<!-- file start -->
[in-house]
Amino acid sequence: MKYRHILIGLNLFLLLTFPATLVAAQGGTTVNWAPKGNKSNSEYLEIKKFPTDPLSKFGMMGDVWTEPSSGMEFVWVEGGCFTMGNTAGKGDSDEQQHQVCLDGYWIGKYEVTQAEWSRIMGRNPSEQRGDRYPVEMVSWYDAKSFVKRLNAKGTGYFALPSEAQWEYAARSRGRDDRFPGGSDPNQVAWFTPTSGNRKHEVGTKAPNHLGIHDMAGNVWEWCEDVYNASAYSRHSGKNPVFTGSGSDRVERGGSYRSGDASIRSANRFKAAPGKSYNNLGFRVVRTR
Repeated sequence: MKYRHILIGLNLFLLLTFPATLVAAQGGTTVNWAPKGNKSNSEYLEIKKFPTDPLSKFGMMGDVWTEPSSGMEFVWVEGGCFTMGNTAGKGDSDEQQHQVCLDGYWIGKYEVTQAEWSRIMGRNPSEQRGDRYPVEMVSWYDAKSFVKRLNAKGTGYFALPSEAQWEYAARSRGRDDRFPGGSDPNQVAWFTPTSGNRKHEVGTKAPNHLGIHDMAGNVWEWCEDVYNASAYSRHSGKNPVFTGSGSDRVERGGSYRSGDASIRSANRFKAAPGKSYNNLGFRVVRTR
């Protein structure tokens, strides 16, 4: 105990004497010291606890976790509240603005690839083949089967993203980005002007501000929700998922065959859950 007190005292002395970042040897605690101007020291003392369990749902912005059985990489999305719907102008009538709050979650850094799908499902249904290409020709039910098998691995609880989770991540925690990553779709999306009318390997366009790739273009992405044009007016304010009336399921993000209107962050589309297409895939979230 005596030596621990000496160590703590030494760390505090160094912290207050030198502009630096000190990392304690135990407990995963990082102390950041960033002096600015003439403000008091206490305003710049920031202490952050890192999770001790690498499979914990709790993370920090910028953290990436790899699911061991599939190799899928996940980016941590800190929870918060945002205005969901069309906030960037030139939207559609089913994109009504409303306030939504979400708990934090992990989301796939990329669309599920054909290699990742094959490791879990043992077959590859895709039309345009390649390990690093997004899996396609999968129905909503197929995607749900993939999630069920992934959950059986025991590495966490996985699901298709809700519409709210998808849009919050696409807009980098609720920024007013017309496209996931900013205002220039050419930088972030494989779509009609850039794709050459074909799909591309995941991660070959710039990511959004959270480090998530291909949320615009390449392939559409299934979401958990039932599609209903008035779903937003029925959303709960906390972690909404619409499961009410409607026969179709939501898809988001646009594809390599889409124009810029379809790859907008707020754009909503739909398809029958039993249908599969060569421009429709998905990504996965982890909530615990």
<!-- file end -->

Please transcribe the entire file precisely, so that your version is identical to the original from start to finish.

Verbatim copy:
[in-house]
Amino acid sequence: MKYRHILIGLNLFLLLTFPATLVAAQGGTTVNWAPKGNKSNSEYLEIKKFPTDPLSKFGMMGDVWTEPSSGMEFVWVEGGCFTMGNTAGKGDSDEQQHQVCLDGYWIGKYEVTQAEWSRIMGRNPSEQRGDRYPVEMVSWYDAKSFVKRLNAKGTGYFALPSEAQWEYAARSRGRDDRFPGGSDPNQVAWFTPTSGNRKHEVGTKAPNHLGIHDMAGNVWEWCEDVYNASAYSRHSGKNPVFTGSGSDRVERGGSYRSGDASIRSANRFKAAPGKSYNNLGFRVVRTR
Repeated sequence: MKYRHILIGLNLFLLLTFPATLVAAQGGTTVNWAPKGNKSNSEYLEIKKFPTDPLSKFGMMGDVWTEPSSGMEFVWVEGGCFTMGNTAGKGDSDEQQHQVCLDGYWIGKYEVTQAEWSRIMGRNPSEQRGDRYPVEMVSWYDAKSFVKRLNAKGTGYFALPSEAQWEYAARSRGRDDRFPGGSDPNQVAWFTPTSGNRKHEVGTKAPNHLGIHDMAGNVWEWCEDVYNASAYSRHSGKNPVFTGSGSDRVERGGSYRSGDASIRSANRFKAAPGKSYNNLGFRVVRTR
């Protein structure tokens, strides 16, 4: 105990004497010291606890976790509240603005690839083949089967993203980005002007501000929700998922065959859950 007190005292002395970042040897605690101007020291003392369990749902912005059985990489999305719907102008009538709050979650850094799908499902249904290409020709039910098998691995609880989770991540925690990553779709999306009318390997366009790739273009992405044009007016304010009336399921993000209107962050589309297409895939979230 005596030596621990000496160590703590030494760390505090160094912290207050030198502009630096000190990392304690135990407990995963990082102390950041960033002096600015003439403000008091206490305003710049920031202490952050890192999770001790690498499979914990709790993370920090910028953290990436790899699911061991599939190799899928996940980016941590800190929870918060945002205005969901069309906030960037030139939207559609089913994109009504409303306030939504979400708990934090992990989301796939990329669309599920054909290699990742094959490791879990043992077959590859895709039309345009390649390990690093997004899996396609999968129905909503197929995607749900993939999630069920992934959950059986025991590495966490996985699901298709809700519409709210998808849009919050696409807009980098609720920024007013017309496209996931900013205002220039050419930088972030494989779509009609850039794709050459074909799909591309995941991660070959710039990511959004959270480090998530291909949320615009390449392939559409299934979401958990039932599609209903008035779903937003029925959303709960906390972690909404619409499961009410409607026969179709939501898809988001646009594809390599889409124009810029379809790859907008707020754009909503739909398809029958039993249908599969060569421009429709998905990504996965982890909530615990």